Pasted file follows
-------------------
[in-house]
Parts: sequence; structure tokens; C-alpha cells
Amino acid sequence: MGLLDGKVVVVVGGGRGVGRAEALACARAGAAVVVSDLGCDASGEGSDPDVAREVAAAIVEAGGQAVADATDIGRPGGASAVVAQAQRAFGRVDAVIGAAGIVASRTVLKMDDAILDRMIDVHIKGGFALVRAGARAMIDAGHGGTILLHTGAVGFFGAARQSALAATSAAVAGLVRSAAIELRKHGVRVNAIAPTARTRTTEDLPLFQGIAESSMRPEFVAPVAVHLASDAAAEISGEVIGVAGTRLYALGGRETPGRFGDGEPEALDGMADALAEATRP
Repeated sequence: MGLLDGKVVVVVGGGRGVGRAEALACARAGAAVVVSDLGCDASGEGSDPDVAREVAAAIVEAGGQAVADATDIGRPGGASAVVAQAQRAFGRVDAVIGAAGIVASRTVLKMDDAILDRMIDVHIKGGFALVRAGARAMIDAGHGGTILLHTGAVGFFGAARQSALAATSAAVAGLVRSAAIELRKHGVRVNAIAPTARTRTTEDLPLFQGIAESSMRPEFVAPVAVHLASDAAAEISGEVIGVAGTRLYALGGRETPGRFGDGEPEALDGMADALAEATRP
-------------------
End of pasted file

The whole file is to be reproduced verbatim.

[in-house]
Parts: sequence; structure tokens; C-alpha cells
Amino acid sequence: MGLLDGKVVVVVGGGRGVGRAEALACARAGAAVVVSDLGCDASGEGSDPDVAREVAAAIVEAGGQAVADATDIGRPGGASAVVAQAQRAFGRVDAVIGAAGIVASRTVLKMDDAILDRMIDVHIKGGFALVRAGARAMIDAGHGGTILLHTGAVGFFGAARQSALAATSAAVAGLVRSAAIELRKHGVRVNAIAPTARTRTTEDLPLFQGIAESSMRPEFVAPVAVHLASDAAAEISGEVIGVAGTRLYALGGRETPGRFGDGEPEALDGMADALAEATRP
Repeated sequence: MGLLDGKVVVVVGGGRGVGRAEALACARAGAAVVVSDLGCDASGEGSDPDVAREVAAAIVEAGGQAVADATDIGRPGGASAVVAQAQRAFGRVDAVIGAAGIVASRTVLKMDDAILDRMIDVHIKGGFALVRAGARAMIDAGHGGTILLHTGAVGFFGAARQSALAATSAAVAGLVRSAAIELRKHGVRVNAIAPTARTRTTEDLPLFQGIAESSMRPEFVAPVAVHLASDAAAEISGEVIGVAGTRLYALGGRETPGRFGDGEPEALDGMADALAEATRP